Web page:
War Remnants Museum, Ho Chi Minh City

The War Remnants Museum in Ho Chi Minh city was arguably the busiest attraction I visited on my two week adventure around Southern and Central Vietnam. Busier than any other must-see in the city including The Independence Palace, Fine Arts Museum, Saigon Post Office, History Museum and Saigon Zoo & Botanical Gardens, I was interested to see how the Vietnam War is interpreted and displayed to the thousands of tourists at this museum. Founded in September 1975 the museum aims to “systematically study, collect, conserve and display exhibits on war crimes and consequences inflicted on the Vietnamese people by foreign aggressive forces” and has nine permanent galleries over three floors covering Historical Truths, Vietnam; War & Peace, Agent Orange during the Vietnam War, Agent Orange Effects, Agent Orange Consequences, War Crimes, Requiem, International Support for the Vietnamese people in their Resistance War, Imprisonment, and an outdoor exhibition showcasing military aircraft and tanks from the period. The display is blunt – almost crude – and fairly harrowing. There is often very little text or interpretive material and it is heavily image led, with densely hung walls displaying photographs of other countries protests against the war and explicit images of the violence, incarceration and deformities inflicted upon both children and adults as a result of the chemical warfare deployed by the U.S military. As the museum is so strongly image led, it was also interesting to view an area dedicated to photographic journalists (many of whom sadly died during this conflict) and the poignant images captured during this war such as ‘Napalm Girl’. I did not get the impression the displays had been refreshed or updated since the 1970’s and although it is refreshing to view such an uncensored display, there was an undeniable bias and I left the museum feeling as though I had learnt less about the war than I had hoped to.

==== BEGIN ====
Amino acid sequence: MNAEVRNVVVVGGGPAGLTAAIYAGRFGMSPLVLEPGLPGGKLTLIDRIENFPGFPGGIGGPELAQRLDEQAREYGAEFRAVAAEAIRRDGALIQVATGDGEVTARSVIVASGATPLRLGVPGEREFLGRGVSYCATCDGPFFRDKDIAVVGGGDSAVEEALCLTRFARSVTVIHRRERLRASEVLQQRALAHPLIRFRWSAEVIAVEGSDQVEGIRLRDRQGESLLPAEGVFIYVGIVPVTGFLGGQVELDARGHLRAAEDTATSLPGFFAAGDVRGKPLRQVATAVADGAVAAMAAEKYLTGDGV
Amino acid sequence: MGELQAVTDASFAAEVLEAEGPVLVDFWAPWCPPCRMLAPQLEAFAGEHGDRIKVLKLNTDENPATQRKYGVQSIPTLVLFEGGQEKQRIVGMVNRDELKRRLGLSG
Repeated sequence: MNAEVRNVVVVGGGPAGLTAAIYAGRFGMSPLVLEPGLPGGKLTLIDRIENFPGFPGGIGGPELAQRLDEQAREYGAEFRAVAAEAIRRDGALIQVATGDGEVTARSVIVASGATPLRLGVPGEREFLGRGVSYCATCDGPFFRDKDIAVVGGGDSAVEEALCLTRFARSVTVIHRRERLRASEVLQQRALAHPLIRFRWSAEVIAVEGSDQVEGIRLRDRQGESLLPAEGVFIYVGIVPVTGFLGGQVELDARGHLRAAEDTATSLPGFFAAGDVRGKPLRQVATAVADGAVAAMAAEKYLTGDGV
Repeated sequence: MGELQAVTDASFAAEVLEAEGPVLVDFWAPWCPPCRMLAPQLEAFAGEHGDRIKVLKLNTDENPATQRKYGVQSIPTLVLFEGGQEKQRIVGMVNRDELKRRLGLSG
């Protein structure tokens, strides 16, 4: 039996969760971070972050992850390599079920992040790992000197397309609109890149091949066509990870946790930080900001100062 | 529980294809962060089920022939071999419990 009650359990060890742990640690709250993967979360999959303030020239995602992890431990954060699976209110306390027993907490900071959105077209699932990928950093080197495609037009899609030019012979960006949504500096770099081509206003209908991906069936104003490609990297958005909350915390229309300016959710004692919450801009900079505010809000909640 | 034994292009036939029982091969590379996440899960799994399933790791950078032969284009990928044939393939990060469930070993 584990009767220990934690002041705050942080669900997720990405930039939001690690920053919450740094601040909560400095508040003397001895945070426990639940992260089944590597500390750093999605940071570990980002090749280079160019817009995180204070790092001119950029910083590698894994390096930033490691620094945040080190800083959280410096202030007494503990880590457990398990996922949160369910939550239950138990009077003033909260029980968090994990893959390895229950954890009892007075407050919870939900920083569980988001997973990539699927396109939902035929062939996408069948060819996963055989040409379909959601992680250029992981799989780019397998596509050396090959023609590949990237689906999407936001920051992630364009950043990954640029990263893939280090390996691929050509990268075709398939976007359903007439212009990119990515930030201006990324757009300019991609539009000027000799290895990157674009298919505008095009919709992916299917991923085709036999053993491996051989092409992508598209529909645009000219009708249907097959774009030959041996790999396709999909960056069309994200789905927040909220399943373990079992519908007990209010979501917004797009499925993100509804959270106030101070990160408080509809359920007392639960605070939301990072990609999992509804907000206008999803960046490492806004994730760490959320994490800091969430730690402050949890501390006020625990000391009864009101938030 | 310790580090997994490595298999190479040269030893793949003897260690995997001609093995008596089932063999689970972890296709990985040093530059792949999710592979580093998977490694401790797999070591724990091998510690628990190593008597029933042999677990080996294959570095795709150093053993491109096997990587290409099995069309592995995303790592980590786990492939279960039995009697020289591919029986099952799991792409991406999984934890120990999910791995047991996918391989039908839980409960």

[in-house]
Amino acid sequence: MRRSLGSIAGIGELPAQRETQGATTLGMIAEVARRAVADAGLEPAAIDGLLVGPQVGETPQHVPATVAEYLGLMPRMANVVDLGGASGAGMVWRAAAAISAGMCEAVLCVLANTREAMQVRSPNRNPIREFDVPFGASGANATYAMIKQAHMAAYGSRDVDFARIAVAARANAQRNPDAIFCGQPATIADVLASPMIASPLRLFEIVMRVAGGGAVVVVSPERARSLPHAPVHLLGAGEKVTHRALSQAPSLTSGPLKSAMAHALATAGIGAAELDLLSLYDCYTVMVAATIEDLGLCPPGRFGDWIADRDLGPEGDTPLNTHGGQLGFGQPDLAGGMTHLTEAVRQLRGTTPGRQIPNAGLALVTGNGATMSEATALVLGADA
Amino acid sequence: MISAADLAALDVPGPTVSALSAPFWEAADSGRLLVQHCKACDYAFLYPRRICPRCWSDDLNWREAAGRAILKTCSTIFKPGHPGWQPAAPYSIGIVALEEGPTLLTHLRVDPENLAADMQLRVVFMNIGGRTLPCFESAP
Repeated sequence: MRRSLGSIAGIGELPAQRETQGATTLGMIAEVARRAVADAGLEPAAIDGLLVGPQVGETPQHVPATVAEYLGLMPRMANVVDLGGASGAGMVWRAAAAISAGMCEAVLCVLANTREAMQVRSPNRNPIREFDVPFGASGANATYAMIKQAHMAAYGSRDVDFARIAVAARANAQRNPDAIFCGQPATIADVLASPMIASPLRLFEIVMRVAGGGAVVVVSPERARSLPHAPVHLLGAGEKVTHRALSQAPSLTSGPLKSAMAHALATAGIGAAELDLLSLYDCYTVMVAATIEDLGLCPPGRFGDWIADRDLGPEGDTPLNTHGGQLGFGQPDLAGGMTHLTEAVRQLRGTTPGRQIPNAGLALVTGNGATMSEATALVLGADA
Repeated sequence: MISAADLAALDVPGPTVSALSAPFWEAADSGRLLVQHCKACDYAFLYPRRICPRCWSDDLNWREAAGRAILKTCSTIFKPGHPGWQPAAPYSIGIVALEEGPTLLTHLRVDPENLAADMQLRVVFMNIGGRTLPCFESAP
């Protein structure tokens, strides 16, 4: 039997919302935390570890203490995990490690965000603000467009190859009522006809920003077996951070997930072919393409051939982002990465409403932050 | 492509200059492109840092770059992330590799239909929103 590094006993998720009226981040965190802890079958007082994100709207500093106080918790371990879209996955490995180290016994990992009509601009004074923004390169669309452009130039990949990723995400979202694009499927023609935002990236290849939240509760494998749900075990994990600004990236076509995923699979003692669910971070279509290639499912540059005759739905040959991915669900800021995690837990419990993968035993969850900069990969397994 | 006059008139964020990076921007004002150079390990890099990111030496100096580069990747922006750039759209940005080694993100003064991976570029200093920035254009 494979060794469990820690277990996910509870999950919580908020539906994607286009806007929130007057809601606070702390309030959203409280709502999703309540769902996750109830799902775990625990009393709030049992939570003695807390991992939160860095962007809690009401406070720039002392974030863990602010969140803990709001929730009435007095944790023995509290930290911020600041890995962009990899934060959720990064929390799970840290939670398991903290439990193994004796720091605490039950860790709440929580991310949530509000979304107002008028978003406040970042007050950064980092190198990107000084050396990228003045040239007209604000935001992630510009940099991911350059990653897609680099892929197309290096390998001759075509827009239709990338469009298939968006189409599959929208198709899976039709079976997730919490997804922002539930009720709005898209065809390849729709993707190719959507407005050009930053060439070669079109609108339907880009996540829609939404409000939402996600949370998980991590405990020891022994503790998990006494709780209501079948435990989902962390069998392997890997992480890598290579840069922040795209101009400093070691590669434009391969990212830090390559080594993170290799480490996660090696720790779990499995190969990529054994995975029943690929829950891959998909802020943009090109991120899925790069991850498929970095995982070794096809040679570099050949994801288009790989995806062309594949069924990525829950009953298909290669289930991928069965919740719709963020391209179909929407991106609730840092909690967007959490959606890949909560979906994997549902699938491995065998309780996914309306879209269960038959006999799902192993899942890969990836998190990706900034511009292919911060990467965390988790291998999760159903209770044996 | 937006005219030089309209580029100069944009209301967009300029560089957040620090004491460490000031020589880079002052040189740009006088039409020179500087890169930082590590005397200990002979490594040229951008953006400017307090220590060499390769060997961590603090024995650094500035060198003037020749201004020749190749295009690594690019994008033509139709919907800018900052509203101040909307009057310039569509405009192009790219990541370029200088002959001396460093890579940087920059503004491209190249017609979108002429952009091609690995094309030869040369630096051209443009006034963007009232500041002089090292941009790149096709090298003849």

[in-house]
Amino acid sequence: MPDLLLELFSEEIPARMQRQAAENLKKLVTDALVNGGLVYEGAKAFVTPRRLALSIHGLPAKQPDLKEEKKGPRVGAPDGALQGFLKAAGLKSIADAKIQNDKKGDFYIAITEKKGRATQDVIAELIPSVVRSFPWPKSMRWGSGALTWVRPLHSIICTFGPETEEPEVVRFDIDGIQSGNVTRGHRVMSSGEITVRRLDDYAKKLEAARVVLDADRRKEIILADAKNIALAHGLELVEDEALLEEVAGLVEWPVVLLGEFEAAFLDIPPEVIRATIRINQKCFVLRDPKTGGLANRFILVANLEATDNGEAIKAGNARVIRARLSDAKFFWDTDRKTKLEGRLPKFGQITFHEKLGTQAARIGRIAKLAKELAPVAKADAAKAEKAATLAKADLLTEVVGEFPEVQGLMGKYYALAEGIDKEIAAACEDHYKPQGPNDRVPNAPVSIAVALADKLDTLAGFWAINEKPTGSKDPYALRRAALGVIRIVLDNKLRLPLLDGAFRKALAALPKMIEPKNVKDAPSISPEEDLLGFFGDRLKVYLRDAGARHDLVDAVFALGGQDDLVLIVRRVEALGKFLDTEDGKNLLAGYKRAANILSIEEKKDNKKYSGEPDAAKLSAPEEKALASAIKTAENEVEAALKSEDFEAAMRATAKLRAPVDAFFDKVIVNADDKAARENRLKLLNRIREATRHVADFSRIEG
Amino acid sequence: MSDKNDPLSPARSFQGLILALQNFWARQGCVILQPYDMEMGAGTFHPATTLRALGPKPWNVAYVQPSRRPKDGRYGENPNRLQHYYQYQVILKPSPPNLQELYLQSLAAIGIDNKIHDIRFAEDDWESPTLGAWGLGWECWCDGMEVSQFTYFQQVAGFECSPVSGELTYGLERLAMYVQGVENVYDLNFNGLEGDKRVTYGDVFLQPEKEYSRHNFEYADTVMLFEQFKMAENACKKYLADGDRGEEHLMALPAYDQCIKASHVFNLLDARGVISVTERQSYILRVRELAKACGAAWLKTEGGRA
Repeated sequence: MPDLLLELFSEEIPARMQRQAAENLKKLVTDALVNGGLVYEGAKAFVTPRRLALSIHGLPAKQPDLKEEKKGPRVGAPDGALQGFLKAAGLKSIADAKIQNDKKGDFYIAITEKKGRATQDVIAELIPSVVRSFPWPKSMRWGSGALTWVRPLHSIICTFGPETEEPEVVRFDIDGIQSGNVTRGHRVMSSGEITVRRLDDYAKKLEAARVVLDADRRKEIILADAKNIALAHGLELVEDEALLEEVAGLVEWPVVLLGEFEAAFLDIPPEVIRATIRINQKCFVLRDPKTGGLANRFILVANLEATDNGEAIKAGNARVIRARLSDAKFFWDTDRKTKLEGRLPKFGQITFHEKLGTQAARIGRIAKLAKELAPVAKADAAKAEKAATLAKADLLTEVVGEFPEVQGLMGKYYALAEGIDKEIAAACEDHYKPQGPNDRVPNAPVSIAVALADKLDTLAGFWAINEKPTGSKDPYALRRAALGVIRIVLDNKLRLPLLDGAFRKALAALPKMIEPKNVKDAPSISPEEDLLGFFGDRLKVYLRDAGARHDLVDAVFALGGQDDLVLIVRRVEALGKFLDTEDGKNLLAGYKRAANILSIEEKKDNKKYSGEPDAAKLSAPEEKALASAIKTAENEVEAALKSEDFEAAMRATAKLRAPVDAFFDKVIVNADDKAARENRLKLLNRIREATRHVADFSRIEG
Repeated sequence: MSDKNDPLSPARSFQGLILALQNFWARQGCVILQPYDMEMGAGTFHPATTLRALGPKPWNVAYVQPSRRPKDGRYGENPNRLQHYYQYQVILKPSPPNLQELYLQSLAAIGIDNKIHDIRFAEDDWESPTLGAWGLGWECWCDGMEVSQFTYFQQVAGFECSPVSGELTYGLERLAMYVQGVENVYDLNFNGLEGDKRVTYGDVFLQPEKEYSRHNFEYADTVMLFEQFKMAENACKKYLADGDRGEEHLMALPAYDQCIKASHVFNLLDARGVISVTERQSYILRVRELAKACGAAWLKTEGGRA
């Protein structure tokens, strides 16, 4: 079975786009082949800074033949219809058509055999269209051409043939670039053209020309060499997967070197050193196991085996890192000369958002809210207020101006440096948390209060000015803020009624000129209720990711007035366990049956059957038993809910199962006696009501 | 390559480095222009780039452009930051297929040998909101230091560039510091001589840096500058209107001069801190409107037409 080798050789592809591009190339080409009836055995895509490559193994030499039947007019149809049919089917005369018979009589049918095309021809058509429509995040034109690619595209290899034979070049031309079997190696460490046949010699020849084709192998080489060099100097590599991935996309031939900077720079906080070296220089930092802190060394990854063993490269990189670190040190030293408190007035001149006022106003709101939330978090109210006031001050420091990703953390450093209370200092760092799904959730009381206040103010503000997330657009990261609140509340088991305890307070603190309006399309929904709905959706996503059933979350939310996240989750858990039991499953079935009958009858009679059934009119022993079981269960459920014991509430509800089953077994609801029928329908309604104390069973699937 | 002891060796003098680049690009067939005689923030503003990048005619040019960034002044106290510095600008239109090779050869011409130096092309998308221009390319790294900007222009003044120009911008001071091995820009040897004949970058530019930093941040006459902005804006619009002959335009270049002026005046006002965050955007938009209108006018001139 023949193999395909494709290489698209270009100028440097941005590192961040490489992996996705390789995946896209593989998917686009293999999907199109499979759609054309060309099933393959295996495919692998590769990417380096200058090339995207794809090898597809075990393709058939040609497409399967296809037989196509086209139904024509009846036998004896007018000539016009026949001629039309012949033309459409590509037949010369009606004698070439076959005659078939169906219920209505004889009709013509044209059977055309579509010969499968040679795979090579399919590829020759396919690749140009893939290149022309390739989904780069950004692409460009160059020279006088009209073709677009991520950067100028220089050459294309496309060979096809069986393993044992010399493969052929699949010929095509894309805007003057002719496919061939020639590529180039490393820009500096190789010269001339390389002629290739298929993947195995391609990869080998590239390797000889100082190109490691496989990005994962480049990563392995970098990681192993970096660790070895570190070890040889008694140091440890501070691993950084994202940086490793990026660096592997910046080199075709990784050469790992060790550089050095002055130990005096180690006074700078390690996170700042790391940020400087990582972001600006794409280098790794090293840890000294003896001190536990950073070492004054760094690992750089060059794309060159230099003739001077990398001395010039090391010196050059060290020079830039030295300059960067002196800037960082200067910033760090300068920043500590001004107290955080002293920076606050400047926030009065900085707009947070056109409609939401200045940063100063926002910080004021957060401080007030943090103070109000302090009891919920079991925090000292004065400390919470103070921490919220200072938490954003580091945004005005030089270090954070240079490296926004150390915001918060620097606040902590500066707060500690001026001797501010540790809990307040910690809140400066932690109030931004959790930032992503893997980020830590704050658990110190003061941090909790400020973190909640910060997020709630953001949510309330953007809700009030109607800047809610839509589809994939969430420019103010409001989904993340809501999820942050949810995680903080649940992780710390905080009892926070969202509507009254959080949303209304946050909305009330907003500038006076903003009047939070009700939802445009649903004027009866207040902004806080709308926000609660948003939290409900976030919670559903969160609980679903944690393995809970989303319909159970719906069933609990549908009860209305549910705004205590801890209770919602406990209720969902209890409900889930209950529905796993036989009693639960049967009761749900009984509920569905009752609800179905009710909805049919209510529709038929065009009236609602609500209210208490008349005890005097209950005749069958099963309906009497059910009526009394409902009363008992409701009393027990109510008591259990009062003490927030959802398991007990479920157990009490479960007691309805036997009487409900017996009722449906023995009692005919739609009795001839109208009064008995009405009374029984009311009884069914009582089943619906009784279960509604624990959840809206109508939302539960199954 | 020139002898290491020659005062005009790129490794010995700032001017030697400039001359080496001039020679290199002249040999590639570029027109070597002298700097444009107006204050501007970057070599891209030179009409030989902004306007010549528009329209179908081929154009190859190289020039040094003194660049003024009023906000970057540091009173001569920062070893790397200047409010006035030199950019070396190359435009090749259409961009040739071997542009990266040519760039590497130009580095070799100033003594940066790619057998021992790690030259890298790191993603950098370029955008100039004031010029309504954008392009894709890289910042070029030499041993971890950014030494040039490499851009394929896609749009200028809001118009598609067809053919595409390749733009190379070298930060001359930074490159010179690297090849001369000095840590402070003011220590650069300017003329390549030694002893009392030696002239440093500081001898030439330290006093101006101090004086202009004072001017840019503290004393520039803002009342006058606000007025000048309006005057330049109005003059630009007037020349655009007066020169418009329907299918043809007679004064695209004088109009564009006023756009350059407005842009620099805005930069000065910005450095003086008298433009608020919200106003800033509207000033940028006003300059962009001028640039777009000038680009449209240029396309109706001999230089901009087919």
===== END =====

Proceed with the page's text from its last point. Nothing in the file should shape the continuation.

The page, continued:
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The World Goes Pop: Tate Modern

A “pop” of colour was just what I needed on a grey afternoon as autumn truly begins to kick in… and that’s exactly what ‘The World Goes Pop’ gave me. Each of the ten large galleries in this exhibition is painted a different bright hue; from red, to pink, green, orange, blue, yellow, turquoise and numerous shades in between. Refreshingly all of the big names typically associated with pop art (Warhol, Lichtenstein, Blake, Hamilton and Hockney) are noticeably absent, and instead the focus is on exploring how different cultures and countries such as Romania, Iran and Bratislava contributed to this phenomenon throughout the 1960’s and ‘70’s. Many common pop art themes are present including the use of mass produced imagery; most notable in the last gallery which is decorated floor to ceiling with Thomas Bayrle’s ‘The Laughing Cow’ wallpaper and displays a series of instantly recognisable logos by Yugoslavian artist Boris Bucan such as BMW, Pepsi, IBM and Texaco amongst others where the brand has been replaced with the word ‘art’, questioning how far art itself has now become a consumerist product? All of the artists on display have utilised popular global imagery to subtly address tougher issues including war, the role of women and sexual liberation, protest and civil rights. Intelligently any political message does not detract from the works as pieces of art in their own right, and I was particularly drawn to three lacquered car bonnets decorated with shapes evoking female genitalia by Judy Chicago, the only woman on an auto-body course of 250 male students. Whilst some of the pieces were not to my taste, and several are now looking a little dated (particularly those created from plastics and polymers), I certainly appreciated the exhibitions’ efforts to widen the publics gaze at pop art and present previously uncelebrated works.

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